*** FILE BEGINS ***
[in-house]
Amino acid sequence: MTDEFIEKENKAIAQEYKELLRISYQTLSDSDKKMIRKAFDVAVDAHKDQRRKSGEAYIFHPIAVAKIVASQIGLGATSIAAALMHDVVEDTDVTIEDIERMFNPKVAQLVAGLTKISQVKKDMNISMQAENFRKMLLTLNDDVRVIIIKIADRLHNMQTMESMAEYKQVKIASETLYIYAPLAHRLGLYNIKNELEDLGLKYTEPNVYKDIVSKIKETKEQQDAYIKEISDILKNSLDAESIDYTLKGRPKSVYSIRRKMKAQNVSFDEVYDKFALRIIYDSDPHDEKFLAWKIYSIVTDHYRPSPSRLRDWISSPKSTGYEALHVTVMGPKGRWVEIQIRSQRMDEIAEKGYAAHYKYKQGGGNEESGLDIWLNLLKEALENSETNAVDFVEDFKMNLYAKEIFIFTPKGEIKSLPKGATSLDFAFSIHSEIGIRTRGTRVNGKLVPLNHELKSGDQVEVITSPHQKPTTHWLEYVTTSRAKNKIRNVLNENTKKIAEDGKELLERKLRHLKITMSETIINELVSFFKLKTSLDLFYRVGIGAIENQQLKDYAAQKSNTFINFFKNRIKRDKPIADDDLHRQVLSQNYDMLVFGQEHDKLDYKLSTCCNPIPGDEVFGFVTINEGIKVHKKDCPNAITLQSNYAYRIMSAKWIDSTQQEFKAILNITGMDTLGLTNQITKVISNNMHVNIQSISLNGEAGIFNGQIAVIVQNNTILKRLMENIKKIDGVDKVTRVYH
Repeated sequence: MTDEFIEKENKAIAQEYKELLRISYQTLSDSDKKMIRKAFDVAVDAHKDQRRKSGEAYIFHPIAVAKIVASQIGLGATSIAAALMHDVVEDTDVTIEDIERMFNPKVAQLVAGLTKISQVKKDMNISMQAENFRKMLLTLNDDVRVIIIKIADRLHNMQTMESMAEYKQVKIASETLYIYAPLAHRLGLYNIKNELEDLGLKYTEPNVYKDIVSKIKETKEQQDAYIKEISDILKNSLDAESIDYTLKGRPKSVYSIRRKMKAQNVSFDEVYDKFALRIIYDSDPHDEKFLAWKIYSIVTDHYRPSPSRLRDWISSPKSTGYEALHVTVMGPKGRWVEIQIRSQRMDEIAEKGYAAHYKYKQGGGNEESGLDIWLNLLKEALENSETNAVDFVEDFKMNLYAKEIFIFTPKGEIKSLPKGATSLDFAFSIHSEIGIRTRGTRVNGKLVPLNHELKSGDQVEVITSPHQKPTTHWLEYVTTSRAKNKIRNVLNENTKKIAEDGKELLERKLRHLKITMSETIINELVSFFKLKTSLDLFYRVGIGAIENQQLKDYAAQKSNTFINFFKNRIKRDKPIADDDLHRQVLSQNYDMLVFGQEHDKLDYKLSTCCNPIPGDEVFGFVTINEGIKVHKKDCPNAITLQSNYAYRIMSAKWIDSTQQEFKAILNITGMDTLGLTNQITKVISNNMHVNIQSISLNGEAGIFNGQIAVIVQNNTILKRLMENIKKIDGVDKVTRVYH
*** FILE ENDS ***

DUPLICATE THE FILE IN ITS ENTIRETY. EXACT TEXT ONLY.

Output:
[in-house]
Amino acid sequence: MTDEFIEKENKAIAQEYKELLRISYQTLSDSDKKMIRKAFDVAVDAHKDQRRKSGEAYIFHPIAVAKIVASQIGLGATSIAAALMHDVVEDTDVTIEDIERMFNPKVAQLVAGLTKISQVKKDMNISMQAENFRKMLLTLNDDVRVIIIKIADRLHNMQTMESMAEYKQVKIASETLYIYAPLAHRLGLYNIKNELEDLGLKYTEPNVYKDIVSKIKETKEQQDAYIKEISDILKNSLDAESIDYTLKGRPKSVYSIRRKMKAQNVSFDEVYDKFALRIIYDSDPHDEKFLAWKIYSIVTDHYRPSPSRLRDWISSPKSTGYEALHVTVMGPKGRWVEIQIRSQRMDEIAEKGYAAHYKYKQGGGNEESGLDIWLNLLKEALENSETNAVDFVEDFKMNLYAKEIFIFTPKGEIKSLPKGATSLDFAFSIHSEIGIRTRGTRVNGKLVPLNHELKSGDQVEVITSPHQKPTTHWLEYVTTSRAKNKIRNVLNENTKKIAEDGKELLERKLRHLKITMSETIINELVSFFKLKTSLDLFYRVGIGAIENQQLKDYAAQKSNTFINFFKNRIKRDKPIADDDLHRQVLSQNYDMLVFGQEHDKLDYKLSTCCNPIPGDEVFGFVTINEGIKVHKKDCPNAITLQSNYAYRIMSAKWIDSTQQEFKAILNITGMDTLGLTNQITKVISNNMHVNIQSISLNGEAGIFNGQIAVIVQNNTILKRLMENIKKIDGVDKVTRVYH
Repeated sequence: MTDEFIEKENKAIAQEYKELLRISYQTLSDSDKKMIRKAFDVAVDAHKDQRRKSGEAYIFHPIAVAKIVASQIGLGATSIAAALMHDVVEDTDVTIEDIERMFNPKVAQLVAGLTKISQVKKDMNISMQAENFRKMLLTLNDDVRVIIIKIADRLHNMQTMESMAEYKQVKIASETLYIYAPLAHRLGLYNIKNELEDLGLKYTEPNVYKDIVSKIKETKEQQDAYIKEISDILKNSLDAESIDYTLKGRPKSVYSIRRKMKAQNVSFDEVYDKFALRIIYDSDPHDEKFLAWKIYSIVTDHYRPSPSRLRDWISSPKSTGYEALHVTVMGPKGRWVEIQIRSQRMDEIAEKGYAAHYKYKQGGGNEESGLDIWLNLLKEALENSETNAVDFVEDFKMNLYAKEIFIFTPKGEIKSLPKGATSLDFAFSIHSEIGIRTRGTRVNGKLVPLNHELKSGDQVEVITSPHQKPTTHWLEYVTTSRAKNKIRNVLNENTKKIAEDGKELLERKLRHLKITMSETIINELVSFFKLKTSLDLFYRVGIGAIENQQLKDYAAQKSNTFINFFKNRIKRDKPIADDDLHRQVLSQNYDMLVFGQEHDKLDYKLSTCCNPIPGDEVFGFVTINEGIKVHKKDCPNAITLQSNYAYRIMSAKWIDSTQQEFKAILNITGMDTLGLTNQITKVISNNMHVNIQSISLNGEAGIFNGQIAVIVQNNTILKRLMENIKKIDGVDKVTRVYH